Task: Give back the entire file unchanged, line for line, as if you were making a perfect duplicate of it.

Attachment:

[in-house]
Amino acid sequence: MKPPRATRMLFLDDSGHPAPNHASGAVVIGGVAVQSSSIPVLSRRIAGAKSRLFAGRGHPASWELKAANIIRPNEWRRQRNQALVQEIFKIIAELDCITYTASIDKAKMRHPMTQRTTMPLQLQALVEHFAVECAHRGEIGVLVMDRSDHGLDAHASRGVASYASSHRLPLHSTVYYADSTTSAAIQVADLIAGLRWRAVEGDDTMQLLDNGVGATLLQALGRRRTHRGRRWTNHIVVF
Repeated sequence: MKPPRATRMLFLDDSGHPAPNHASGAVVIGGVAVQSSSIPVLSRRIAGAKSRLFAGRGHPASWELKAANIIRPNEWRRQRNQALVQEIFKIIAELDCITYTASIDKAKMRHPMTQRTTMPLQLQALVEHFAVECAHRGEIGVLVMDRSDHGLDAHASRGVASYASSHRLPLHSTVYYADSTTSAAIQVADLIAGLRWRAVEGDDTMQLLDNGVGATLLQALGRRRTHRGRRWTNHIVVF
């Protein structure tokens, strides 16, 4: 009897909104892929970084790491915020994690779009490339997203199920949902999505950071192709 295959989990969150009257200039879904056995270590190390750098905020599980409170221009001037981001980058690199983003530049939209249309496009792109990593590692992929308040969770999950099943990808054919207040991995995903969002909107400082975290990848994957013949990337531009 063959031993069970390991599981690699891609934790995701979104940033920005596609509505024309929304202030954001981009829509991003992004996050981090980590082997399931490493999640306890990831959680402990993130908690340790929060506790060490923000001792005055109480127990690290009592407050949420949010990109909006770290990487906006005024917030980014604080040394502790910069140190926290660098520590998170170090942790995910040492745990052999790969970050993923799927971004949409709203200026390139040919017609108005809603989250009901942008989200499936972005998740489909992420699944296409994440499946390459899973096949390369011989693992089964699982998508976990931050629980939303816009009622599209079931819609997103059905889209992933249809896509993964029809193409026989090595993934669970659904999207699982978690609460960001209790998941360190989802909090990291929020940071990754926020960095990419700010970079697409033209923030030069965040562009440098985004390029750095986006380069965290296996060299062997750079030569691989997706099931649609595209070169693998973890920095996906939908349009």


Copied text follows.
[in-house]
Amino acid sequence: MKPPRATRMLFLDDSGHPAPNHASGAVVIGGVAVQSSSIPVLSRRIAGAKSRLFAGRGHPASWELKAANIIRPNEWRRQRNQALVQEIFKIIAELDCITYTASIDKAKMRHPMTQRTTMPLQLQALVEHFAVECAHRGEIGVLVMDRSDHGLDAHASRGVASYASSHRLPLHSTVYYADSTTSAAIQVADLIAGLRWRAVEGDDTMQLLDNGVGATLLQALGRRRTHRGRRWTNHIVVF
Repeated sequence: MKPPRATRMLFLDDSGHPAPNHASGAVVIGGVAVQSSSIPVLSRRIAGAKSRLFAGRGHPASWELKAANIIRPNEWRRQRNQALVQEIFKIIAELDCITYTASIDKAKMRHPMTQRTTMPLQLQALVEHFAVECAHRGEIGVLVMDRSDHGLDAHASRGVASYASSHRLPLHSTVYYADSTTSAAIQVADLIAGLRWRAVEGDDTMQLLDNGVGATLLQALGRRRTHRGRRWTNHIVVF
């Protein structure tokens, strides 16, 4: 009897909104892929970084790491915020994690779009490339997203199920949902999505950071192709 295959989990969150009257200039879904056995270590190390750098905020599980409170221009001037981001980058690199983003530049939209249309496009792109990593590692992929308040969770999950099943990808054919207040991995995903969002909107400082975290990848994957013949990337531009 063959031993069970390991599981690699891609934790995701979104940033920005596609509505024309929304202030954001981009829509991003992004996050981090980590082997399931490493999640306890990831959680402990993130908690340790929060506790060490923000001792005055109480127990690290009592407050949420949010990109909006770290990487906006005024917030980014604080040394502790910069140190926290660098520590998170170090942790995910040492745990052999790969970050993923799927971004949409709203200026390139040919017609108005809603989250009901942008989200499936972005998740489909992420699944296409994440499946390459899973096949390369011989693992089964699982998508976990931050629980939303816009009622599209079931819609997103059905889209992933249809896509993964029809193409026989090595993934669970659904999207699982978690609460960001209790998941360190989802909090990291929020940071990754926020960095990419700010970079697409033209923030030069965040562009440098985004390029750095986006380069965290296996060299062997750079030569691989997706099931649609595209070169693998973890920095996906939908349009």